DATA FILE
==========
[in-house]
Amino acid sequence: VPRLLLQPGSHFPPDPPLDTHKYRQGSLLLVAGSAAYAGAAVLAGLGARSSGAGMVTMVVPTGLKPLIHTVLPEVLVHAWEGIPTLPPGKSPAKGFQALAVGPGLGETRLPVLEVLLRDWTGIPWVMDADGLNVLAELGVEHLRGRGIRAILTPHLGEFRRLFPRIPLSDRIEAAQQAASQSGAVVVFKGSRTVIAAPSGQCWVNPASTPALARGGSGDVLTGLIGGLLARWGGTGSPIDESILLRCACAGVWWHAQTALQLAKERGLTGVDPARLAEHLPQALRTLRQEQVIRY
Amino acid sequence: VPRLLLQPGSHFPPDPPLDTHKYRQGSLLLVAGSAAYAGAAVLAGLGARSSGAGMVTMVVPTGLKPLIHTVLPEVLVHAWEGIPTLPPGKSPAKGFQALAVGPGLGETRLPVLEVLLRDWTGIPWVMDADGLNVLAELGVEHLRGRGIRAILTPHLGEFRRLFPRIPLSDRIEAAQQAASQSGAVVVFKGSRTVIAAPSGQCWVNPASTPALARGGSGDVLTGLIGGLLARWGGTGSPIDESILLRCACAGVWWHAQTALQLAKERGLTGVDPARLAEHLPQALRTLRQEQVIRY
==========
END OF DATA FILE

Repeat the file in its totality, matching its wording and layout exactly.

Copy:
[in-house]
Amino acid sequence: VPRLLLQPGSHFPPDPPLDTHKYRQGSLLLVAGSAAYAGAAVLAGLGARSSGAGMVTMVVPTGLKPLIHTVLPEVLVHAWEGIPTLPPGKSPAKGFQALAVGPGLGETRLPVLEVLLRDWTGIPWVMDADGLNVLAELGVEHLRGRGIRAILTPHLGEFRRLFPRIPLSDRIEAAQQAASQSGAVVVFKGSRTVIAAPSGQCWVNPASTPALARGGSGDVLTGLIGGLLARWGGTGSPIDESILLRCACAGVWWHAQTALQLAKERGLTGVDPARLAEHLPQALRTLRQEQVIRY
Amino acid sequence: VPRLLLQPGSHFPPDPPLDTHKYRQGSLLLVAGSAAYAGAAVLAGLGARSSGAGMVTMVVPTGLKPLIHTVLPEVLVHAWEGIPTLPPGKSPAKGFQALAVGPGLGETRLPVLEVLLRDWTGIPWVMDADGLNVLAELGVEHLRGRGIRAILTPHLGEFRRLFPRIPLSDRIEAAQQAASQSGAVVVFKGSRTVIAAPSGQCWVNPASTPALARGGSGDVLTGLIGGLLARWGGTGSPIDESILLRCACAGVWWHAQTALQLAKERGLTGVDPARLAEHLPQALRTLRQEQVIRY